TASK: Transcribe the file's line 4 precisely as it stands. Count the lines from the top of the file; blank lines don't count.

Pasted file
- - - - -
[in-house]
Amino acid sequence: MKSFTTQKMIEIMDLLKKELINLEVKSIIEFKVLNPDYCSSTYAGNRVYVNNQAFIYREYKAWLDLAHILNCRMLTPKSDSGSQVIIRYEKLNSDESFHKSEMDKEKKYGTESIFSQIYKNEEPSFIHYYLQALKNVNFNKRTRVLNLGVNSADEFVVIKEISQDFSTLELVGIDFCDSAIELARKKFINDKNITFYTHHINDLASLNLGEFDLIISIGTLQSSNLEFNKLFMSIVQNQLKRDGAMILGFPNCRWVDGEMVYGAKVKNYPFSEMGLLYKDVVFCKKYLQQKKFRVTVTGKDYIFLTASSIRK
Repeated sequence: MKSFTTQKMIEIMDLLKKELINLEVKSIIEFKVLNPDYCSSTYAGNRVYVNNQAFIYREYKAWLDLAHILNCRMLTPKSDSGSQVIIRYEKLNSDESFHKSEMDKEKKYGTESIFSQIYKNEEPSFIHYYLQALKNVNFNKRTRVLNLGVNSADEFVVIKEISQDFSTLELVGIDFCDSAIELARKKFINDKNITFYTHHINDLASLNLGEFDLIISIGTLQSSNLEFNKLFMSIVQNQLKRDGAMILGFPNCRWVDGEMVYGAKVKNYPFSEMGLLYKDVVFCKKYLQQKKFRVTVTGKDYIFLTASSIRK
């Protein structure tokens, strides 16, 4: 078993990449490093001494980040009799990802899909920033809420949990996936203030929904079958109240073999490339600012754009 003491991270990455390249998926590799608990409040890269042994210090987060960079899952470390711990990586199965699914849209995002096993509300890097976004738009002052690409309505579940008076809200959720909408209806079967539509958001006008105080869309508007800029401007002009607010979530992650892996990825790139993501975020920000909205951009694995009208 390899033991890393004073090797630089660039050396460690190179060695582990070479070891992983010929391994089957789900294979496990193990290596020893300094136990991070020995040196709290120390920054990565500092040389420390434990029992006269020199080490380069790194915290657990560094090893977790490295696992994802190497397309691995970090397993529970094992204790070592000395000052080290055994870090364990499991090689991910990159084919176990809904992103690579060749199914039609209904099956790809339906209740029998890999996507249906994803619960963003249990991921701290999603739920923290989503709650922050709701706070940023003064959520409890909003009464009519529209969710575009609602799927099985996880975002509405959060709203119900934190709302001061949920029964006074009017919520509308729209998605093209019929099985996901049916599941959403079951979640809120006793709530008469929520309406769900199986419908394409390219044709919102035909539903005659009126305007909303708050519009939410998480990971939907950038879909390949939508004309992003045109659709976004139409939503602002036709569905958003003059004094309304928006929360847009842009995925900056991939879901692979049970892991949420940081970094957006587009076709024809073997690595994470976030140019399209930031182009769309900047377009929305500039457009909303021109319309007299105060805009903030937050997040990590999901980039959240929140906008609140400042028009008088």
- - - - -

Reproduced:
């Protein structure tokens, strides 16, 4: 078993990449490093001494980040009799990802899909920033809420949990996936203030929904079958109240073999490339600012754009 003491991270990455390249998926590799608990409040890269042994210090987060960079899952470390711990990586199965699914849209995002096993509300890097976004738009002052690409309505579940008076809200959720909408209806079967539509958001006008105080869309508007800029401007002009607010979530992650892996990825790139993501975020920000909205951009694995009208 390899033991890393004073090797630089660039050396460690190179060695582990070479070891992983010929391994089957789900294979496990193990290596020893300094136990991070020995040196709290120390920054990565500092040389420390434990029992006269020199080490380069790194915290657990560094090893977790490295696992994802190497397309691995970090397993529970094992204790070592000395000052080290055994870090364990499991090689991910990159084919176990809904992103690579060749199914039609209904099956790809339906209740029998890999996507249906994803619960963003249990991921701290999603739920923290989503709650922050709701706070940023003064959520409890909003009464009519529209969710575009609602799927099985996880975002509405959060709203119900934190709302001061949920029964006074009017919520509308729209998605093209019929099985996901049916599941959403079951979640809120006793709530008469929520309406769900199986419908394409390219044709919102035909539903005659009126305007909303708050519009939410998480990971939907950038879909390949939508004309992003045109659709976004139409939503602002036709569905958003003059004094309304928006929360847009842009995925900056991939879901692979049970892991949420940081970094957006587009076709024809073997690595994470976030140019399209930031182009769309900047377009929305500039457009909303021109319309007299105060805009903030937050997040990590999901980039959240929140906008609140400042028009008088």